Worth Revisiting: Freedom Prayer

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This Memorial Day, we remember family members, friends and loved ones who have given their lives in service to our country and for the freedom we so cherish. At the heart of all of this, we long for peace. My Grandpa Ferrell penned this poem while the Vietnam War was in full swing. It echoes this tension we feel today, and the hope we have for tomorrow.

Freedom Prayer: Carl Wyatt Ferrell

In this dark hour of nation’s woe
When paths of peace men do not know,
Lord, show us now which way to go-
Protect us with Thy arm.

When Tyrants seek men to enslave
And power drunk more power crave,
Lord, help us all to be more brave
And keep us safe from harm.

Let freedom be our battle cry
And may its banner ever fly
Above the world when tyrants die
And peace we have again.

When useless wars shall cease to be,
And haunting fears no more have we,
Lord, may our land that now is free
In liberty remain.

Peace,

Signature

In My Corner

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Backs up against the wall prepared for an uphill battle, or at the very least a ready argument we turn anxiously to look for just who is in our corner. Even for the smallest of tasks we seem so ready to face everything on our own and only when we see the overwhelming odds do we recognize the depth of our need. Like a boxer, we stand bruised and bloodied with eyes nearly swollen shut before we fall on our knees .And yet, the fact of the matter is that it never has to be this way.

Corners

First a little observation about corners. As a friend of mine recently noted, corners are not the neatest, most brightly lit or cared for of places. That is where we keep the things we choose to hide or cannot deal with in the light of day that simply form the cobwebs of our lives. It is where we relegate the things that we hold onto, just in case we might find them of use one day. Now while it is true that God is needed to shine light on all of the hurt, guilt, and sin that lies here his love is never meant to only exist in this confined space. For if we let him, he longs for us to lay our heart and lives wide open for him to walk and guide our every movement.

Trust

So then why are we content to relegate God to the corner, asking only for his help when we feel we need him most?  Quite personally, it has been for me when I have suffered most from a misplaced trust in my own abilities or those of others. Forging ahead without consultation or consideration of his advice, I set off assuredly on a course that most certainly was doomed from the start. “Where did it all go wrong?”, I ask myself knowing the answer even before I ask the question.  It isn’t even a new story either. For time and time in the scriptures, God is asking us to include him in the planning, to wait to act. And yet time seems to stand still, and the uncomfortableness of the silence and the restlessness in the waiting tempt us to action. What I do not see, however, is the interplay of God at work in the hearts and lives of others seeking to bring us all to be a part of his master plan. While God can most certainly accomplish it all without me, he longs to have my trust and participation in the effort.

Rightful Place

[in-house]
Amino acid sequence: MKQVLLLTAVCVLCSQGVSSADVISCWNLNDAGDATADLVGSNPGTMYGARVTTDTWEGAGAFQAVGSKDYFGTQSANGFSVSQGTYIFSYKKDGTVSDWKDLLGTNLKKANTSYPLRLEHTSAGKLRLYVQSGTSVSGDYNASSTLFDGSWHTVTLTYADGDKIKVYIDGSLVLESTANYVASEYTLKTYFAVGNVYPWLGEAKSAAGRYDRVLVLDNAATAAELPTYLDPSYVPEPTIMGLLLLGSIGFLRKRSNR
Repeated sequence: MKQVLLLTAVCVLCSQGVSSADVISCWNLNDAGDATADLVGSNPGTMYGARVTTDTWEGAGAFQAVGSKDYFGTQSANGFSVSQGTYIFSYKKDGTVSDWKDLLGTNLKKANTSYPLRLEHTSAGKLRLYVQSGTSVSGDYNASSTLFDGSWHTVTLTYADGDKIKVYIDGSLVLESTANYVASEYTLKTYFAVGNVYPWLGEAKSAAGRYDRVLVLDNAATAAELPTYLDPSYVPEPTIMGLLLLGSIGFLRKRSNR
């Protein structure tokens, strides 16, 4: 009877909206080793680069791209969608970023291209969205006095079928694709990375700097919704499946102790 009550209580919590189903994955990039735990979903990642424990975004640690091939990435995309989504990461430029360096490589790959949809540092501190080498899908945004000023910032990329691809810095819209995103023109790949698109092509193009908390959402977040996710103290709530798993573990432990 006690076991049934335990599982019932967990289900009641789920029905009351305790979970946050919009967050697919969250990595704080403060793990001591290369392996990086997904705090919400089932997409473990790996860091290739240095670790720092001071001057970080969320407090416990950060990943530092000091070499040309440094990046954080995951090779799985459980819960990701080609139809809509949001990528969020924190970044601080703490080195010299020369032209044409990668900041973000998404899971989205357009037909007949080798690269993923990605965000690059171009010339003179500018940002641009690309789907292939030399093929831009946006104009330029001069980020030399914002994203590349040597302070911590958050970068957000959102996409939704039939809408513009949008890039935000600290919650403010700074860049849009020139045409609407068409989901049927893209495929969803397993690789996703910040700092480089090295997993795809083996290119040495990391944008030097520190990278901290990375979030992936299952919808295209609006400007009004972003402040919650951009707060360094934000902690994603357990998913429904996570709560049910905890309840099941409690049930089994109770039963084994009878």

Well, if the corner isn’t the sole rightful place of God in our lives, just where should our  Advocate and Comforter, Counselor and Deliverer  be? Truth is at times God is more than willing to take the lead, to walk beside us, and albeit carry us when we think we cannot go any further. All he asks is that he be first in our lives. The first consultation, the first consideration, the door that we first approach and move through in our day.Yet, how do we invite God to occupy that space in our lives if we have only turned to the coach’s corner in times of crisis?

  1. Pray- talk, surrender your concerns and difficulties but also  be willing to share your joys and blessings. It is all important to our loving Father.If we ever want to move God from the remote corners we have to give our all the good and the bad and include him in the decision making.
  2. Reconciliation- In considering what remains in our corners, now is a good time to “clean house”, maybe even do a little construction and eliminate the corners all together. Add some light to the darkest areas of our life by throwing open the shutters through confession and allowing God’s love to penetrate our hearts.
  3. Discernment- When a big decision seems to suddenly erupt on the scene..chances are that there were several smaller issues that were went unnoticed  or that led to this crossroad. Take time to allow God to lead. Discernment may appear at first glance to be inaction when really it is the most important part of any action that we take in our Christian lives.

My hope for you today is to recognize the friendship that our loving Savior is calling you to- not just a hiding place but a constant light, shield and hope of our life to come. Not for a moment does he ever forsake us. Isn’t it only rightful that we honor his choice to be with us always?

Peace,Signature

 

 

Memorial Day: Freedom Prayer

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This Memorial Day, we remember family members, friends and loved ones who have given their lives in service to our country and for the freedom we so cherish. At the heart of all of this, we long for peace. My Grandpa Ferrell penned this poem while the Vietnam War was in full swing. It echoes this tension we feel today, and the hope we have for tomorrow.

Freedom Prayer: Carl Wyatt Ferrell

In this dark hour of nation’s woe
When paths of peace men do not know,
Lord, show us now which way to go-
Protect us with Thy arm.

When Tyrants seek men to enslave
And power drunk more power crave,
Lord, help us all to be more brave
And keep us safe from harm.

Let freedom be our battle cry
And may its banner ever fly
Above the world when tyrants die
And peace we have again.

When useless wars shall cease to be,
And haunting fears no more have we,
Lord, may our land that now is free
In liberty remain.

Peace,